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Congo Massacre: African Nations Deploy Troops

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KAMPALA, Uganda -- Three African nations are deploying troops to remote eastern Congo after reports that Ugandan rebels killed more than 400 people in a series of massacres since Christmas, officials said Wednesday.

A Catholic charity, Caritas, cited reports by its staff in the region that the Ugandan rebel Lord's Resistance Army has killed hundreds of people since Dec. 25. The rebels and the Ugandan government have accused each other of being behind recent attacks in the remote area of Congo, where the rebels have bases.

"We have deployed troops in most of the villages we suspect that can be attacked by LRA rebels," said Ugandan Capt. Chris Magezi. He is a spokesman for the coordinated forces of Uganda, Congo and southern Sudan, who launched an offensive this month to root out the rebels.

"We will guard civilians settlements, while another force pursues the rebels," Magezi said.

Rebel spokesman David Matsanga denied responsibility for the attacks, saying the Ugandan army blamed the Lord's Resistance Army to galvanize international support to fight the rebels.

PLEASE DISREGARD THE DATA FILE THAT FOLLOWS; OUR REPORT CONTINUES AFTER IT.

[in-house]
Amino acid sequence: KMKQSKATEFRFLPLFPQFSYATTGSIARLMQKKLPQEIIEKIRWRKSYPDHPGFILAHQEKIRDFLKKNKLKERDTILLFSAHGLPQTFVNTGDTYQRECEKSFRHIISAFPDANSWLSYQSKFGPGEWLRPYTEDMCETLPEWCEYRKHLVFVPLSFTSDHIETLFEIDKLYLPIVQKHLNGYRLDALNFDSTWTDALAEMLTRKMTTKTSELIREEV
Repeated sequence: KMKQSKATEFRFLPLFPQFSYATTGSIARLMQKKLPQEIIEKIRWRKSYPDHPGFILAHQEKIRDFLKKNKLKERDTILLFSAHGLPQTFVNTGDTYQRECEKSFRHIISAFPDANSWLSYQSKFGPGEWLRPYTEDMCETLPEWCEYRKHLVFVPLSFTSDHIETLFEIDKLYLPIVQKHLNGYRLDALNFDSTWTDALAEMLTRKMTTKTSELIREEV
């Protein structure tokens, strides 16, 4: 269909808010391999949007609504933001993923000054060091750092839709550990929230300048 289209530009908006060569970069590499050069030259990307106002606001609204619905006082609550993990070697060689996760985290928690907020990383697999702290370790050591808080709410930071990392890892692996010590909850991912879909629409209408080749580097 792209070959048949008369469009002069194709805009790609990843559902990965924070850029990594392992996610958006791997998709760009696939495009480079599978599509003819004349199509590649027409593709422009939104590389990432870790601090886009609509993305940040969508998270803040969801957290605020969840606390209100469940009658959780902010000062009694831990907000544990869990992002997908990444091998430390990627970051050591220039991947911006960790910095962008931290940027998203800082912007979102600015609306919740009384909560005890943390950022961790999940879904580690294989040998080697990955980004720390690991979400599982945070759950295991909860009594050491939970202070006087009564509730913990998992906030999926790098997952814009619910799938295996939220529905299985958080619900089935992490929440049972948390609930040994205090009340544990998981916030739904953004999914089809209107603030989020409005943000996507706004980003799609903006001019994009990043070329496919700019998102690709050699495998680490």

The rebel group has waged one of Africa's longest and most brutal wars for the last two decades. In the past, aid and rights groups have accused the Lord's Resistance Army rebels of cutting off the lips of civilians and forcing thousands of children to serve as soldiers or sex slaves. The conflict has spilled out of northern Uganda and into Sudan and Congo.

Caritas' allegations are the latest reports of attacks in the area near where the offensive has been taking place.

On Monday, officials and witnesses said attackers had hacked to death scores of people who sought refuge at a Catholic church the day after Christmas. The United Nations said the rebels had killed a total of 189 people in three villages in the area on two recent days.

Congo suffered back-to-back civil wars from 1996 to 2002 that drew in neighboring countries in what became a rush to plunder Congo's massive mineral wealth.

Currently, long-running peace talks between the Lord's Resistance Army and the Ugandan government have stalled. Rebel leaders have sought guarantees they will not be arrested under international warrants. The rebels' elusive leader, Joseph Kony, and other top members are wanted by the International Criminal Court in The Hague for war crimes and crimes against humanity.

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Associated Press Writer Tom Odula contributed to this report from Nairobi, Kenya.